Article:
Brendon Hartley sits as the best-placed Kiwi after five hours of this year’s Le Mans 24 as he runs in P2 in the Hypercar class.
Hartley is currently behind the wheel of the No.8 Toyota and is 43 seconds behind the race leading No.7 car.
The race started in tricky wet conditions, and it was far from smooth sailing for the No.8 Toyota.
Sebastien Buemi was in control of the car for the race start, but he immediately plummeted to last when he was pitched into a spin by one of the Glickenhaus machines.
Buemi then had to stop off track once he got the car pointing in the right direction, this time for a complete electronic reset.
An off at the end of the Mulsanne Straight from the No.8 meant that the sister No.7 Toyota had opened up a mammoth 1m40s lead over the field in the first hour.
Settling into his stride, Buemi began to scythe his way back through the field and, at one stage, got to within one minute of the No.7 car.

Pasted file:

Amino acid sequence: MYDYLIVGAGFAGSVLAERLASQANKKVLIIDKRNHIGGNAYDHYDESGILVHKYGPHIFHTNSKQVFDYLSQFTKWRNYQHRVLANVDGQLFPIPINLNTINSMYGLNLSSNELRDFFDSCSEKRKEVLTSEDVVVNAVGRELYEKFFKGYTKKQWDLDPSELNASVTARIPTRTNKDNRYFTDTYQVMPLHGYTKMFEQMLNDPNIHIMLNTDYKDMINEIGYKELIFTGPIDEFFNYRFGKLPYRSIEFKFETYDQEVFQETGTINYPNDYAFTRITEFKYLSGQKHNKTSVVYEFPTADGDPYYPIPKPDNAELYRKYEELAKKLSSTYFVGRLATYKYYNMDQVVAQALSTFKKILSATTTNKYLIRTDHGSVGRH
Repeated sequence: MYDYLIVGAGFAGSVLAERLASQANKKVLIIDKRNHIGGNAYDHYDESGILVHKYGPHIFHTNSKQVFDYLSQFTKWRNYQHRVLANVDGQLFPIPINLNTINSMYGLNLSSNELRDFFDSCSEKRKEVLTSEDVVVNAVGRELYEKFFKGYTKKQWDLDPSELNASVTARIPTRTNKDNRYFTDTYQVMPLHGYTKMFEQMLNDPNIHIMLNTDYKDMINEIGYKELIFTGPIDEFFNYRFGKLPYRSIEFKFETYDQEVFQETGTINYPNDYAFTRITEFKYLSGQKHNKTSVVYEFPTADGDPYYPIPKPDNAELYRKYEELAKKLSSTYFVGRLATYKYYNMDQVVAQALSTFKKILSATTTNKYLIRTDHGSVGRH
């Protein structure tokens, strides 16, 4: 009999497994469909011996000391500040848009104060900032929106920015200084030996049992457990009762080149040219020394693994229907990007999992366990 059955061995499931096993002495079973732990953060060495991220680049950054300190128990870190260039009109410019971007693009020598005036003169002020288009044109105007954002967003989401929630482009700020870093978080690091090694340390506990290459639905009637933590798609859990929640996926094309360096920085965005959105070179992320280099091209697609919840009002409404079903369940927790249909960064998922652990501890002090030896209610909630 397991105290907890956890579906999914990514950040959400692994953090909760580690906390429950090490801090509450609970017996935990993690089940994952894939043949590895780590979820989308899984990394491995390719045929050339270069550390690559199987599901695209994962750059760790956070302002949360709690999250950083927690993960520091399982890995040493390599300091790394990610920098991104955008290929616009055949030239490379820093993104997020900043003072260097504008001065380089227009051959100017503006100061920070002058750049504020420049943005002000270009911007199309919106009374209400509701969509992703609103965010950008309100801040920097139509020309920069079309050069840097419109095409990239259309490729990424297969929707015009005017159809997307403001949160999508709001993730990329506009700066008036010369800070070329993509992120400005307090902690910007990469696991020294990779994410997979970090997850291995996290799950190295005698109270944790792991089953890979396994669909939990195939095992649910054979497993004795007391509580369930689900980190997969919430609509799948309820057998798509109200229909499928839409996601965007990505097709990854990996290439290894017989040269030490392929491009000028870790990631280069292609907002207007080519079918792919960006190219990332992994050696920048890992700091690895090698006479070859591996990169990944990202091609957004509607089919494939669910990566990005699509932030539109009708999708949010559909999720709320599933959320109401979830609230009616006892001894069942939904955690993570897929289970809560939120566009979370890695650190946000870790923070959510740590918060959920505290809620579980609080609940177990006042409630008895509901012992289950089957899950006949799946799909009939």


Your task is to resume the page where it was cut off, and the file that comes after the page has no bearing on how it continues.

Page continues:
However, the No.8 was brought into the pits a few laps earlier due to potential rim damage, putting the two Toyotas on alternative strategies.
A safety car intervention looked to play into the No.8’s hands. However, the two Toyotas got stuck behind different safety cars (there are three on track at Le Mans), which meant the gap remained stable.
Both cars have completed six pitstops, though the No.7 has the upper hand as the race begins its infamous day-night transition.
In GTE-Pro, Earl Bamber is sixth in class with Cooper MacNeil in the WeatherTech Racing Porsche.
The entry is over a lap behind the class-leading AF Corse Ferrari.
Jaxon Evans is 13th in the GTE-Am class, one spot down on where the No.77 Dempsey-Proton Porsche qualified.
Matt Campbell is currently in the car but is nearly two minutes behind the next runner.